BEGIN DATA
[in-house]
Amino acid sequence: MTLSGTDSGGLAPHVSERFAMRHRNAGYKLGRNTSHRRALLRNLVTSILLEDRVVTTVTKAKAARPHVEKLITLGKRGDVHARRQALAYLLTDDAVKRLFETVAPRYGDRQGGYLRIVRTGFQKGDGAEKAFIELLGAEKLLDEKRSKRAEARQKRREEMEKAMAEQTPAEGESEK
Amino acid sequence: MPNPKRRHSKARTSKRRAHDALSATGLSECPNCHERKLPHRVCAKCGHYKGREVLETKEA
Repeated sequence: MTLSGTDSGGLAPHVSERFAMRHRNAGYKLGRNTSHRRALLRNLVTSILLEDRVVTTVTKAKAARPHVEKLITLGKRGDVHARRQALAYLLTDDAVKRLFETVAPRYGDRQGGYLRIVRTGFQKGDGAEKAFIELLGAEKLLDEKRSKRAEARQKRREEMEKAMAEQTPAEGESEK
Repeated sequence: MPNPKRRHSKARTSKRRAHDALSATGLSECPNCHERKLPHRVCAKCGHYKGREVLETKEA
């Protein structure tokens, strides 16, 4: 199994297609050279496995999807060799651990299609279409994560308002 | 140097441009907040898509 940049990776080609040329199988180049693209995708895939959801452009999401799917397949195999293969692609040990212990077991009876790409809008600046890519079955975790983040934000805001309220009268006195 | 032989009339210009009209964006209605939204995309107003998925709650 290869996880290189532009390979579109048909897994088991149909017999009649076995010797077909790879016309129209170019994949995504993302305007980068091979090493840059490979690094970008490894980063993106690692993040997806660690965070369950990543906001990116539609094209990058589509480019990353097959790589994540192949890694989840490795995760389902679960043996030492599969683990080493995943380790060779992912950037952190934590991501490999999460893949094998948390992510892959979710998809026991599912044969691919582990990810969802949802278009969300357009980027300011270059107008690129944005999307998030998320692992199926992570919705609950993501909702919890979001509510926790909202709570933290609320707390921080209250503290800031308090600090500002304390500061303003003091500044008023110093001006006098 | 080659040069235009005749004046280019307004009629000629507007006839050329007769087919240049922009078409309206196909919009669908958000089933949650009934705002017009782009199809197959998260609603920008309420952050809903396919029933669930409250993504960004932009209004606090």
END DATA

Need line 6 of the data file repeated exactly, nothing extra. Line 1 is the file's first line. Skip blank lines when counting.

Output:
């Protein structure tokens, strides 16, 4: 199994297609050279496995999807060799651990299609279409994560308002 | 140097441009907040898509 940049990776080609040329199988180049693209995708895939959801452009999401799917397949195999293969692609040990212990077991009876790409809008600046890519079955975790983040934000805001309220009268006195 | 032989009339210009009209964006209605939204995309107003998925709650 290869996880290189532009390979579109048909897994088991149909017999009649076995010797077909790879016309129209170019994949995504993302305007980068091979090493840059490979690094970008490894980063993106690692993040997806660690965070369950990543906001990116539609094209990058589509480019990353097959790589994540192949890694989840490795995760389902679960043996030492599969683990080493995943380790060779992912950037952190934590991501490999999460893949094998948390992510892959979710998809026991599912044969691919582990990810969802949802278009969300357009980027300011270059107008690129944005999307998030998320692992199926992570919705609950993501909702919890979001509510926790909202709570933290609320707390921080209250503290800031308090600090500002304390500061303003003091500044008023110093001006006098 | 080659040069235009005749004046280019307004009629000629507007006839050329007769087919240049922009078409309206196909919009669908958000089933949650009934705002017009782009199809197959998260609603920008309420952050809903396919029933669930409250993504960004932009209004606090």